October 2011 - Vikingess Voyages

Tuesday, October 25, 2011

Jidai matsuri - 時代祭 - The Festival of Ages

5:41:00 PM
This Saturday was supposed to be the day for the famous Jidai Matsuri (時代祭り), which annually takes place in Kyoto on the 22. October. However, this year was an exception; because of the bad weather conditions it was prospered to Sunday the 23rd.. Apparently the cleaning-prosses of the traditional clothing is quite expensive if the costumes happen to get wet, so no wonder they decided to postpone it.
Jidai Matsuri at Heian Jingu
So for those of you who haven't heard of Jidai Matsuri before I can tell you that it is, along with Aoi Matsuri and Gion Matsuri, actually one of the largest festivals in the city.
The parade itself is a display of various traditional Japanese costumes, from 794 when Kyoto became the Japanese capital, ending in 1868 with the Heian period after which the capital was moved to Tokyo (formerly know as Edo - 江戸). The festival is a celebration of Kyoto's many years as Japan's capital, and one can say that this also is why it is called Jidai Matsuri, or the Festival of Ages.
A lady dressed up like the famous authoress Murasaki Shikibu
The parade starts in the morning at the old Imperial Palace (Gosho 御所), and ends up at the Otenmon-gate at Heian Jingu shrine (平安神宮) more or less two hours later. Did you know that both Jidai Matsuri and Heian Jingu actually dates back to 1895? This is because Heian Jingu was built for the first Jidai festival, in honor of Emperor Kanmu.
I went to the Heian Jingu-shrine, which mentioned is the place where the parade ends, to watch the parade on Sunday. Here I met up with my friend Isabel, her husband and their friend Laura.
Since we were at Heian Jingu already at more or less 12:30 we were lucky, and could pick out some seats with a good view. The parade itself started at 12:00, but it took nearly two hours untill the parade ended up at Heian Jingu. It is still a good thing to be early though, cause trust me, at festivals like this it is essential to be in time; it will definitely get crowded..
Anyway, here are some of my pictures from the day:

Some fancy nobles
Apparently there are somewhere between 2000 and 3000 participants in the Jidai Matsuri..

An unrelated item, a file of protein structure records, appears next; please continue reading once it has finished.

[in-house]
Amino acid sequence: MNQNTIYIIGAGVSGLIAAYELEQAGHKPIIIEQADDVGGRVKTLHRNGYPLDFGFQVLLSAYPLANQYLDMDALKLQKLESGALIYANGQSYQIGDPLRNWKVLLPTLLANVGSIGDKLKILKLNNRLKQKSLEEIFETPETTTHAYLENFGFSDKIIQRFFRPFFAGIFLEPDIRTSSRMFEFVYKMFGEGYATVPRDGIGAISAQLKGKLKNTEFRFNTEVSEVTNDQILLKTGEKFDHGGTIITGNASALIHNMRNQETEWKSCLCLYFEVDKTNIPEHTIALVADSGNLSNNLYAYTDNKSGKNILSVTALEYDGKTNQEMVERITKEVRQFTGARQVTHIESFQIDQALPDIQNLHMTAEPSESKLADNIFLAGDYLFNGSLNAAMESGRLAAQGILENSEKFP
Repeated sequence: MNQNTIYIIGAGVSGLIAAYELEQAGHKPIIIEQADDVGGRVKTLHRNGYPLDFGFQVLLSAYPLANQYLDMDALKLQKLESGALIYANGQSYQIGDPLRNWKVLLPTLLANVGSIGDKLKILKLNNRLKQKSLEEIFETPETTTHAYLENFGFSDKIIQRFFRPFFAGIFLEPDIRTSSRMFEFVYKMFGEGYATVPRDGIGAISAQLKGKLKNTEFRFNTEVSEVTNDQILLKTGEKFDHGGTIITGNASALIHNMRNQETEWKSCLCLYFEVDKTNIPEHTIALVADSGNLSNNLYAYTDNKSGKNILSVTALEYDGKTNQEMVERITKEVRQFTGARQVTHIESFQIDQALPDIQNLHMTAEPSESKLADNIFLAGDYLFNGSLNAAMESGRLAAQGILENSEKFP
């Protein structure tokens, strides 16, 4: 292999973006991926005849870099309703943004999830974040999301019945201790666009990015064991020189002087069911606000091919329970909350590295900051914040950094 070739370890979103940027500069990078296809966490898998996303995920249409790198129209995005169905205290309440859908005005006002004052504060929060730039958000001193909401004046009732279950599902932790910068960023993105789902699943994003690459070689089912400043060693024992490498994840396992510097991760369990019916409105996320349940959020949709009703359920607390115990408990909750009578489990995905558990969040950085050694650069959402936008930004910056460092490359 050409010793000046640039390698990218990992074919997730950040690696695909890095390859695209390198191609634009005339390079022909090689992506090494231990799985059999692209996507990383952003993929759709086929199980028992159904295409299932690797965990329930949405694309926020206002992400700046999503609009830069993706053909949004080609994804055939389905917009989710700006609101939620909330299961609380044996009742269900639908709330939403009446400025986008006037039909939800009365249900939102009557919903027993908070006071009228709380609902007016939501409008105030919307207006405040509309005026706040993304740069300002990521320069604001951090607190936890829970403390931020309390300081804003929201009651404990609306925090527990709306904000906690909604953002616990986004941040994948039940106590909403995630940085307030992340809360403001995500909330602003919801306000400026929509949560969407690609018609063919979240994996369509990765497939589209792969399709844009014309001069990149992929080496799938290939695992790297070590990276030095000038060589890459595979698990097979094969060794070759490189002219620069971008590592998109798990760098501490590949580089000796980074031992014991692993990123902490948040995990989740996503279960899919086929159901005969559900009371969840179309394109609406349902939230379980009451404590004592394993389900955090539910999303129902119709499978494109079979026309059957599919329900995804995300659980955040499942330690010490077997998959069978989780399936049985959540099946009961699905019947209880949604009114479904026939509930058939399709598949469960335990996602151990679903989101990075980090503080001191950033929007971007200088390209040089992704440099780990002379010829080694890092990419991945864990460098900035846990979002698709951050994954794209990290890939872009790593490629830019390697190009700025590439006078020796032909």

...and there are definitely a lot of people in the audience as well..
Laura and Isabel :)
You can see all sorts of traditional clothing - and fancy hats - at Jidai Matsuri... :p
One of the Heian - ladies
Right in front of the Heian jingu shrine there was also held some performances during the festival
A mikoshi being carried through the gates of Heian Jingu

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Thanks for reading! Feel free to leave me a comment or question below!
~Anette

Tuesday, October 18, 2011

Life in a Japanese village: Benten-san Matsuri 弁天さん祭り

1:17:00 PM
The great thing about living in a Japanese village is that you get to participate in a lot of activities that you wouldn't have the chance to if you lived in a big city. The reason for this is that my community really likes foreigners, and they let me participate in all their local activities. I guess foreigners are more rare when you get just a little bit outside the bigger cities (I actually live only a 30 minutes bike ride from Kyoto, so its really not that far)
Last weekend I joined my neighbors for the local sports day (運動会), and this weekend I got to participate in their Benten-san festival.
This festival is for the Japanese goddess Benten (more commonly known as Benzaiten), who is considered one of the seven Japanese Gods of Fortune.

Drummers in front of the local shrine
Preparation by the local Buddhist priest
After a meeting with other people from the community at the local shrine we took of with our  mikoshis, one for the men, one for the women and some smaller ones for the kids to carry.